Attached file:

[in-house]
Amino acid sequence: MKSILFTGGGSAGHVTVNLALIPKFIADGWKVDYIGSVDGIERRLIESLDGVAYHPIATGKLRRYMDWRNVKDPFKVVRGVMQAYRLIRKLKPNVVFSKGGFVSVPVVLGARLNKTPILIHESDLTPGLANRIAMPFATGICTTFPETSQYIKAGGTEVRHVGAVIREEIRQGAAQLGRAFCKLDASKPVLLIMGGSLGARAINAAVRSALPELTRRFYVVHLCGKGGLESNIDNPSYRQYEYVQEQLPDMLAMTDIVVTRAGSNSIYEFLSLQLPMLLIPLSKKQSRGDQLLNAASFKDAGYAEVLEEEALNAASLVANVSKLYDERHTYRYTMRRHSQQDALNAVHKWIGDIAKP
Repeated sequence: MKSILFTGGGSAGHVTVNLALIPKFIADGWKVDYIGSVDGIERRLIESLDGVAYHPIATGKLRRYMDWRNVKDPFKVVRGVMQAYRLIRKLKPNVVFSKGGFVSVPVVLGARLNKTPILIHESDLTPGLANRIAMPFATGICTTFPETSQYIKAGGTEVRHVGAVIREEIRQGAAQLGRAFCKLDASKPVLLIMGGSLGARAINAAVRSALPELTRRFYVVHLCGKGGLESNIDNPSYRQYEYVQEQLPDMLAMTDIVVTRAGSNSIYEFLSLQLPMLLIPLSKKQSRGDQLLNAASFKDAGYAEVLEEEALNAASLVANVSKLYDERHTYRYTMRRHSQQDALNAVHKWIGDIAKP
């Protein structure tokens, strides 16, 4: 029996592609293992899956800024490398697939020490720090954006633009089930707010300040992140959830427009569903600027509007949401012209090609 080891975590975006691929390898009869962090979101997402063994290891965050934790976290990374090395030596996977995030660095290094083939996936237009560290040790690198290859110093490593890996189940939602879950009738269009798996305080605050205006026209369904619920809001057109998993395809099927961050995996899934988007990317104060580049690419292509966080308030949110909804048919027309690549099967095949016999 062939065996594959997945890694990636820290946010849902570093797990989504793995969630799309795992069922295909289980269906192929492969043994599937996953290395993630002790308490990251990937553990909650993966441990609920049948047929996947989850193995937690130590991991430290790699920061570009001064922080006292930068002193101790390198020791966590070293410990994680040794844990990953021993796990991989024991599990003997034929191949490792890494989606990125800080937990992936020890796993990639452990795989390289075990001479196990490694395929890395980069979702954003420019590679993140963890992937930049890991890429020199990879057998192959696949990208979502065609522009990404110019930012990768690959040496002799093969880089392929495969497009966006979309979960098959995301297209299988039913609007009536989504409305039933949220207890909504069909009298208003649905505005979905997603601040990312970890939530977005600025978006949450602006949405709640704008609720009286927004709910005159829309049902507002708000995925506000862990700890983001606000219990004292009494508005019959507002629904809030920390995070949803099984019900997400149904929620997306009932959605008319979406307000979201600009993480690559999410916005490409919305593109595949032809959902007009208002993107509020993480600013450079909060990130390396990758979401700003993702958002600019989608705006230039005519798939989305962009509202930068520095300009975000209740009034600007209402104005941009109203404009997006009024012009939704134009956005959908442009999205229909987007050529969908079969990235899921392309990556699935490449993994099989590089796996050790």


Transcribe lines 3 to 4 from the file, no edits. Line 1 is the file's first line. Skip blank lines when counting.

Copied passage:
Repeated sequence: MKSILFTGGGSAGHVTVNLALIPKFIADGWKVDYIGSVDGIERRLIESLDGVAYHPIATGKLRRYMDWRNVKDPFKVVRGVMQAYRLIRKLKPNVVFSKGGFVSVPVVLGARLNKTPILIHESDLTPGLANRIAMPFATGICTTFPETSQYIKAGGTEVRHVGAVIREEIRQGAAQLGRAFCKLDASKPVLLIMGGSLGARAINAAVRSALPELTRRFYVVHLCGKGGLESNIDNPSYRQYEYVQEQLPDMLAMTDIVVTRAGSNSIYEFLSLQLPMLLIPLSKKQSRGDQLLNAASFKDAGYAEVLEEEALNAASLVANVSKLYDERHTYRYTMRRHSQQDALNAVHKWIGDIAKP
């Protein structure tokens, strides 16, 4: 029996592609293992899956800024490398697939020490720090954006633009089930707010300040992140959830427009569903600027509007949401012209090609 080891975590975006691929390898009869962090979101997402063994290891965050934790976290990374090395030596996977995030660095290094083939996936237009560290040790690198290859110093490593890996189940939602879950009738269009798996305080605050205006026209369904619920809001057109998993395809099927961050995996899934988007990317104060580049690419292509966080308030949110909804048919027309690549099967095949016999 062939065996594959997945890694990636820290946010849902570093797990989504793995969630799309795992069922295909289980269906192929492969043994599937996953290395993630002790308490990251990937553990909650993966441990609920049948047929996947989850193995937690130590991991430290790699920061570009001064922080006292930068002193101790390198020791966590070293410990994680040794844990990953021993796990991989024991599990003997034929191949490792890494989606990125800080937990992936020890796993990639452990795989390289075990001479196990490694395929890395980069979702954003420019590679993140963890992937930049890991890429020199990879057998192959696949990208979502065609522009990404110019930012990768690959040496002799093969880089392929495969497009966006979309979960098959995301297209299988039913609007009536989504409305039933949220207890909504069909009298208003649905505005979905997603601040990312970890939530977005600025978006949450602006949405709640704008609720009286927004709910005159829309049902507002708000995925506000862990700890983001606000219990004292009494508005019959507002629904809030920390995070949803099984019900997400149904929620997306009932959605008319979406307000979201600009993480690559999410916005490409919305593109595949032809959902007009208002993107509020993480600013450079909060990130390396990758979401700003993702958002600019989608705006230039005519798939989305962009509202930068520095300009975000209740009034600007209402104005941009109203404009997006009024012009939704134009956005959908442009999205229909987007050529969908079969990235899921392309990556699935490449993994099989590089796996050790």